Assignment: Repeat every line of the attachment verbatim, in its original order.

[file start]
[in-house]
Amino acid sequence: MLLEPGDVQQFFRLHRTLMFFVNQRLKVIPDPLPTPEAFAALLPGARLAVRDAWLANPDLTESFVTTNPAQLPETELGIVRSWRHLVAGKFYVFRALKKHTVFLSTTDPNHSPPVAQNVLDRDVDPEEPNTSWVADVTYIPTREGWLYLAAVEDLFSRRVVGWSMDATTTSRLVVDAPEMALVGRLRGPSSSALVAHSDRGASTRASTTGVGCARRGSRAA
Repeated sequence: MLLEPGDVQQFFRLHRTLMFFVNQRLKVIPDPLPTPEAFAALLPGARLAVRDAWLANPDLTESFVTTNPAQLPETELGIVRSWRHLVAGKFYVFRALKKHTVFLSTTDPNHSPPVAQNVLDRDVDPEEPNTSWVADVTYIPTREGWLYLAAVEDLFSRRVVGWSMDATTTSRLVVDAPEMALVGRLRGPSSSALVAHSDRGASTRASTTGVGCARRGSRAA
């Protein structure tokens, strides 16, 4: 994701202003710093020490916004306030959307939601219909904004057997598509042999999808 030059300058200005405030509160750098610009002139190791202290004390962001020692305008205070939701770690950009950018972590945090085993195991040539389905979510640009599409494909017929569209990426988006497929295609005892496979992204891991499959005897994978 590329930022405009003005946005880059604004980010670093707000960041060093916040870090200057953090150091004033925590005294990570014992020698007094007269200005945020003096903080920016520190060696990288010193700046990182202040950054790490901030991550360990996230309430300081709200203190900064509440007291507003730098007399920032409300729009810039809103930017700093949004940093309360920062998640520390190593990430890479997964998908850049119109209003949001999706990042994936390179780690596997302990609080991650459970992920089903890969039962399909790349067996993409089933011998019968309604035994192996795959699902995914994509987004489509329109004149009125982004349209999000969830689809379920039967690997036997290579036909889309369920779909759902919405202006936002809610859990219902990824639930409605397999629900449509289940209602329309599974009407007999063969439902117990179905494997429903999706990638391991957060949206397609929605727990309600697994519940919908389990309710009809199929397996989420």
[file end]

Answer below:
[in-house]
Amino acid sequence: MLLEPGDVQQFFRLHRTLMFFVNQRLKVIPDPLPTPEAFAALLPGARLAVRDAWLANPDLTESFVTTNPAQLPETELGIVRSWRHLVAGKFYVFRALKKHTVFLSTTDPNHSPPVAQNVLDRDVDPEEPNTSWVADVTYIPTREGWLYLAAVEDLFSRRVVGWSMDATTTSRLVVDAPEMALVGRLRGPSSSALVAHSDRGASTRASTTGVGCARRGSRAA
Repeated sequence: MLLEPGDVQQFFRLHRTLMFFVNQRLKVIPDPLPTPEAFAALLPGARLAVRDAWLANPDLTESFVTTNPAQLPETELGIVRSWRHLVAGKFYVFRALKKHTVFLSTTDPNHSPPVAQNVLDRDVDPEEPNTSWVADVTYIPTREGWLYLAAVEDLFSRRVVGWSMDATTTSRLVVDAPEMALVGRLRGPSSSALVAHSDRGASTRASTTGVGCARRGSRAA
């Protein structure tokens, strides 16, 4: 994701202003710093020490916004306030959307939601219909904004057997598509042999999808 030059300058200005405030509160750098610009002139190791202290004390962001020692305008205070939701770690950009950018972590945090085993195991040539389905979510640009599409494909017929569209990426988006497929295609005892496979992204891991499959005897994978 590329930022405009003005946005880059604004980010670093707000960041060093916040870090200057953090150091004033925590005294990570014992020698007094007269200005945020003096903080920016520190060696990288010193700046990182202040950054790490901030991550360990996230309430300081709200203190900064509440007291507003730098007399920032409300729009810039809103930017700093949004940093309360920062998640520390190593990430890479997964998908850049119109209003949001999706990042994936390179780690596997302990609080991650459970992920089903890969039962399909790349067996993409089933011998019968309604035994192996795959699902995914994509987004489509329109004149009125982004349209999000969830689809379920039967690997036997290579036909889309369920779909759902919405202006936002809610859990219902990824639930409605397999629900449509289940209602329309599974009407007999063969439902117990179905494997429903999706990638391991957060949206397609929605727990309600697994519940919908389990309710009809199929397996989420």